Amazon Union Prevails in Ruling on Warehouse Access for Organizing

Amazon Union Prevails in Ruling on Warehouse Access for Organizing

Federal labor regulators have concluded that Amazon’s policy of restricting access to warehouses for off-duty workers is illegal, supporting a claim by the union, which represents workers at a Staten Island warehouse since they arrived there last year won an election.

In a written notice sent to the union on Wednesday, a Brooklyn-area attorney for the National Labor Relations Board, Brent E. Childerhose, said the regional office had found the company broke the law by last summer in response to the union’s activity and that it applied the regulation in a discriminatory manner towards union supporters.

The Amazon Labor Union claims access policies make it harder for workers to exercise their right to speak to colleagues about joining or supporting a union.

An Amazon spokeswoman, Mary Kate Paradis, said the company implemented the rule to protect employee and facility safety and that it applies the rule fairly and in a way that “has nothing to do with whether an individual has a specific Cause supported or group.” Employees continue to have access to non-work areas outside of company buildings, she said.

Portions of the case will go before an administrative judge unless Amazon settles it first. The losing side can appeal the judge’s decision to the Labor Board in Washington. A union lawyer, Seth Goldstein, said if the Labor Board prevailed, Amazon might have to withdraw access policies to warehouses across the country. The Labor Department did not immediately respond to a query about the potential impact.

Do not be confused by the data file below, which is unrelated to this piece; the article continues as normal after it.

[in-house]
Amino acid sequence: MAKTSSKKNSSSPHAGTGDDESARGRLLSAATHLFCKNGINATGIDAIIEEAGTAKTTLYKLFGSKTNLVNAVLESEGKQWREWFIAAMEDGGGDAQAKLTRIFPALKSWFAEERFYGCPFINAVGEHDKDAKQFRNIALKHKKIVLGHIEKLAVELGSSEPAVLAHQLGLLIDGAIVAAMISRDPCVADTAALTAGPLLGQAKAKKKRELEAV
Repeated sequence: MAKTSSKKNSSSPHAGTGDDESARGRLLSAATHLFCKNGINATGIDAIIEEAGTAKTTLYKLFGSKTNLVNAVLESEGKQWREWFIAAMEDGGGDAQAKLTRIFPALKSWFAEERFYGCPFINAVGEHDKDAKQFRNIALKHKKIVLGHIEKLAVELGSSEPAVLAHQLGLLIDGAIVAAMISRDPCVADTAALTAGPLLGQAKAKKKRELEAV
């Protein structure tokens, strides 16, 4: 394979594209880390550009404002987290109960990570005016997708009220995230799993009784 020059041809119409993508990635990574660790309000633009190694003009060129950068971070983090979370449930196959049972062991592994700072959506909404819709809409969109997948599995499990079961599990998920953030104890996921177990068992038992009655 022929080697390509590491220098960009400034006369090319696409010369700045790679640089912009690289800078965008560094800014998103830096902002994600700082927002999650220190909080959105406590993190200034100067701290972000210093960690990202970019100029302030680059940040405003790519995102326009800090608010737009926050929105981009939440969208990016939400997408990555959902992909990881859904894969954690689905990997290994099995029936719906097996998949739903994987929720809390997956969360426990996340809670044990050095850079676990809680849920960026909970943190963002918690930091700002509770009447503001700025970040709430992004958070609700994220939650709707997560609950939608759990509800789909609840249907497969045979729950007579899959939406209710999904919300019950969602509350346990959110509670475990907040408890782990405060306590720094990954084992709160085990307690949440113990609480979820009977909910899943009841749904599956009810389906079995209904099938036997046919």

The board also said the company unlawfully failed to negotiate with the union. An NLRB regional director confirmed the result in January, but the company is appealing the result to the Washington Department of Labor.

The Amazon spokeswoman said there was no point in negotiating changes to how the company operates at the site while Amazon continues to question the validity of the election.

Amazon has traditionally banned workers from staying in its warehouses, including break rooms, if they don’t show up within 15 minutes of their shift. However, the Labor Department reached an agreement with the company in late 2021 to ease policies statewide as the union campaign at the Staten Island warehouse, known as JFK8, gained momentum.

Union organizers attribute their election victory at JFK8 in part to the ability of off-duty employees to talk to colleagues and distribute food and union materials in break rooms. They say losing that access last summer, not long after their win, made it much harder to reach workers at the warehouse and try to engage them in a pressure campaign to bring Amazon to the negotiating table.

As part of the settlement, Amazon was allowed to reintroduce a more restrictive policy after a few months, but the Labor Board claims the way it did so was discriminatory and therefore illegal.

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2023-03-23 18:18:50